Arm strength and accuracy are nice to have, but nothing is more important than handling pressure. There are numerous ways to do that for most quarterbacks in this draft, but Mettenberger's lack of mobility limits his options. He's not going to escape the pocket and extend plays often, so he relies on subtle movements within the pocket and trusts his backfield pass protection.

Here we have immediate interior pressure due to confusion on the right side of the line:

Mettenberger shows complete trust in his running back to cut the free rusher, then slides to his left, steps up, and fires to the back left corner of the end zone. The receiver gets pushed out of bounds before the ball gets there, but the composure he shows despite right guard getting beat off the snap is what you want to see out of a quarterback.

Here we have LSU backed up in their own end zone:

On this play, Mettenberger trusts his running back to successfully cut the left end. Without a second glance at the rusher, he steps up in the pocket and delivers a beautiful pass down the right sideline.

Here's another play from that same series:

This time A&M brings an extra pass rusher. Again, Mettenberger trusts his running back to pick up the blitz and gives his receiver time to complete the route.

Handling the Blitz

Here we see Florida stack the line and bring six:

Mettenberger trusts his fullback to pick up the blitzing safety (even though he has to come across the pocket to do it), calmly steps up in the pocket, and delivers a perfect pass on the short crossing route.

This one is is a personal favorite:

A&M breaks through with a right side A-gap blitz. Once again Mettenberger slides to his left, steps up, and delivers. That subtle move only buys him a second, but watching the second angle on this play you can see just how important that extra time is in regards to the receiver's route. This is something I'll touch on in the next section, but Mettenberger displays an excellent understanding of when and where his receivers are going to be at each moment after the snap.

Here we see him handle another A-gap blitz:

He knows this one is going to hurt, but he doesn't rush the throw or shy away from stepping into it. He fires an accurate pass to Landry as he comes out of his break. I could pull dozens of similar clips where he steps into a throw despite having a free rusher bearing down on him. He's tough as nails.

Here's an overload blitz from Alabama:

Mettenberger is late to move here after fielding a bad snap, so he doesn't quite escape this one and ultimately fires an incompletion into the dirt, but note the process: he slides to his left, dips his right shoulder to shake the pass rusher and protect the ball, and then attempts to step up into an open lane. All the while he keeps his eyes down field.

This is the attribute that separates Pro Day performance from on-field performance. You have to be able to handle pressure without letting it disrupt your timing. Mettenberger has an excellent ability to sense pressure, keep his eyes down field, and move in the pocket to avoid the pass rush.


This is tied into pocket presence, but deals more with his understanding of routes and coverages. Mettenberger doesn't rush his throws; he has an excellent internal clock when it comes to the pass rush and a solid understanding of how coverage will react to his receivers' routes.

An example:

Here we see LSU run a double post from the left side. There's a lone safety split between the two receivers, so Mettenberger knows he'll get single coverage on one of his targets. He uses his eyes to sell the underneath route, waits for the safety to commit, and then takes advantage of a one-on-one match up for a big completion over the top.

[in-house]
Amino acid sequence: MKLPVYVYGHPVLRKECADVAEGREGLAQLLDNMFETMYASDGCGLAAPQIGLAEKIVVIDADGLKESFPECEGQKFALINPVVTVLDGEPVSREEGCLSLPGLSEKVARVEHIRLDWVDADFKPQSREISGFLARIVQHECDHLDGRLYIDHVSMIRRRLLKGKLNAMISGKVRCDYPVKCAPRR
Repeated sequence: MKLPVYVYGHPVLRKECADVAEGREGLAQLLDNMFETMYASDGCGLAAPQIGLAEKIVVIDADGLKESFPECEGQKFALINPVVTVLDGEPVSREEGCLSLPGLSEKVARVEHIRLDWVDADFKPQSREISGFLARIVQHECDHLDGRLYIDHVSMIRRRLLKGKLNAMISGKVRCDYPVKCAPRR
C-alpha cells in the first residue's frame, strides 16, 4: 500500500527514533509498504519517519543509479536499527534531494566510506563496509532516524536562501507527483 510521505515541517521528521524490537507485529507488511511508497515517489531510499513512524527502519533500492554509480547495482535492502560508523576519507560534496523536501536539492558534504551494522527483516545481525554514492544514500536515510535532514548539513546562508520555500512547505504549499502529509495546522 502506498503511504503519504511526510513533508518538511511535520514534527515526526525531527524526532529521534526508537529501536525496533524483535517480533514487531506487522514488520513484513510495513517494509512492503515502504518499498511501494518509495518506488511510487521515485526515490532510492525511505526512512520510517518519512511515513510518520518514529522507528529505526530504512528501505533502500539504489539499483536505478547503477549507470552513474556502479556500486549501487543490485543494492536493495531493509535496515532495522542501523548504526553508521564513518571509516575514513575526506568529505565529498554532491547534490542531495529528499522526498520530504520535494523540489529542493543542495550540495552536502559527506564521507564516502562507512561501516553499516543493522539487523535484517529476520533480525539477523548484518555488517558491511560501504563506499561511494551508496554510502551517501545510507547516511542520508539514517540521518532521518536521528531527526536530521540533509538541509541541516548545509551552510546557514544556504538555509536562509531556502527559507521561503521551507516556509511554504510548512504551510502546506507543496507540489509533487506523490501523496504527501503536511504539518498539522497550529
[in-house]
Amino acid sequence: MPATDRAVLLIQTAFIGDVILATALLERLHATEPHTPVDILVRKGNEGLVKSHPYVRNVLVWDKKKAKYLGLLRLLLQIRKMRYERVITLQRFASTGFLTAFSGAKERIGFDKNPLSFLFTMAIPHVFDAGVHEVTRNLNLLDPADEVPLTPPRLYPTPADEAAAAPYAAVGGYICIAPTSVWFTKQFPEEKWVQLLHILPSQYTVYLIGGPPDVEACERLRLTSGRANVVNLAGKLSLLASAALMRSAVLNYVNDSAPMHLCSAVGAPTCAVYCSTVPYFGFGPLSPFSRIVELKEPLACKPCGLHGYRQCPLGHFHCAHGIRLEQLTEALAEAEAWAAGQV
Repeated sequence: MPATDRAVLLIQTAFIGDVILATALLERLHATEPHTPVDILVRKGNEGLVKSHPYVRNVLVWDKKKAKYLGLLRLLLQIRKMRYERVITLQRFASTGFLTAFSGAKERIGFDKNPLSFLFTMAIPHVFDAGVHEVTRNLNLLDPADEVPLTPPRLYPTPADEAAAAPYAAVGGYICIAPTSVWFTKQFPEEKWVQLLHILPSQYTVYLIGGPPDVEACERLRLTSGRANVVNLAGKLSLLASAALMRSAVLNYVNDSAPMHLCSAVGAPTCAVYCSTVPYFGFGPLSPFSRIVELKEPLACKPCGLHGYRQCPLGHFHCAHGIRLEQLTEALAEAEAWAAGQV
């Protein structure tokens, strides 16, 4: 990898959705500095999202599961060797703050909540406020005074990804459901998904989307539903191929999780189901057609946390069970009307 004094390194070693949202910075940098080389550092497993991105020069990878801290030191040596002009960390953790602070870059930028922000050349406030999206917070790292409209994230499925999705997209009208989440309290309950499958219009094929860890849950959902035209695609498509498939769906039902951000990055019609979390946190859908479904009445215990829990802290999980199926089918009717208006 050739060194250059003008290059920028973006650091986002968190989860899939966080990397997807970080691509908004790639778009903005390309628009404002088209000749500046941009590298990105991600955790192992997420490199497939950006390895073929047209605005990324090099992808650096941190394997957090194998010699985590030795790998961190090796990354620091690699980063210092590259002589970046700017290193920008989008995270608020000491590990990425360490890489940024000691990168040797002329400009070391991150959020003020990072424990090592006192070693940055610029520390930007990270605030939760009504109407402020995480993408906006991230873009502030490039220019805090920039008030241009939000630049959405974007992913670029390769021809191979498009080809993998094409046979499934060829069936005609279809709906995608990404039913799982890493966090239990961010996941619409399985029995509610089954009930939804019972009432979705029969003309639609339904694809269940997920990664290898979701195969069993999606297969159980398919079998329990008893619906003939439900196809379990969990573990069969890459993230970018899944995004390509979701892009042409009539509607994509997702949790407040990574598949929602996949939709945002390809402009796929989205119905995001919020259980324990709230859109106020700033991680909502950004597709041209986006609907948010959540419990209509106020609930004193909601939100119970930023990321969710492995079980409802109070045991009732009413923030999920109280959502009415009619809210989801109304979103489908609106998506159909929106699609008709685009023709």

Here we have Auburn giving LSU an interesting look:

They show blitz, but drop two back into coverage and rush just three. The center gets manhandled, but Mettenberger knows he has plenty of space to maneuver. He scales the pocket and finds the right receiver. This is another asset that he possesses: when you have time in the pocket (and that's something of a rarity in the NFL), it's not enough to just dump it off for an easy completion. Mettenberger makes the most of these opportunities and typically finds receivers for big plays down field.


I'm not wild about college statistics, but picking out a handful of plays doesn't give us the complete picture, either, and I'd be remiss not to include Greg Peshek's excellent QB metrics data. An aside: if you haven't seen his work before, I'd highly recommend it. He breaks down top prospects at several positions and shows the importance of evaluating how a player accumulated statistics.

In the case of quarterbacks, throwing zone (broken down by distance) is what intrigues me most. Peshek summarizes Mettenberger's profile best with this paragraph:

In the college football world when so many systems rely heavily on screens, Mettenberger and LSU defied convention and threw intermediate and deep routes often. Approximately 50% of Mettenberger’s passes went deeper than 10 yards compared to an average of 35% for the rest of the QBs. As such, only 12% of his total passes came in the form of a screen – 10% less than what we would expect.

In light of that, Mettenberger's 65% completion rate in 2013 is especially impressive. Nobody made more "pro throws" than the LSU signal-caller. In fact, nobody else came particularly close (somewhat surprisingly Connor Shaw came in second, but still fell 10% short of Mettenberger). And in a quarterback class full of spread and screen-heavy offenses, Mettenberger's demonstrated excellence in Cam Cameron's pro style offense should play well with NFL talent evaluators.


I think it's important to note: I didn't include many "easy" throws in this breakdown. I could have shown dozens of clips with beautiful, over-the-shoulder passes, in-stride crossing routes, and perfectly timed bullets on open curl routes. When given a clean pocket and time to throw, he shreds opposing defenses as well as any other quarterback in this class (perhaps better, even). But I wanted to illustrate how he deals with pressure because that's what separates him from most physically talented college quarterbacks

A month ago I was firmly against the idea of a quarterback at 3.1. After watching the majority of Mettenberger's 2013 season, I'm not going to complain if he's the pick at 2.1. I think there's considerable separation between Mettenberger and other "second tier" quarterback prospects. In fact, if the knee isn't an issue, I'd comfortably rank him as the second best quarterback in this draft.

Like most quarterbacks, he needs some help. Having a couple of physical receivers on the outside would be a good start. A solid blindside protector would go a long way, too, as would a three-down running back reliable in pass protection. If only there were a team that had all of that and just needed a QB to bring it all together...

I can't speak to his character, the status of his knee, or how he'd fit in Bill O'Brien's offense, but I think there's a good chance that he'll be successful in the NFL.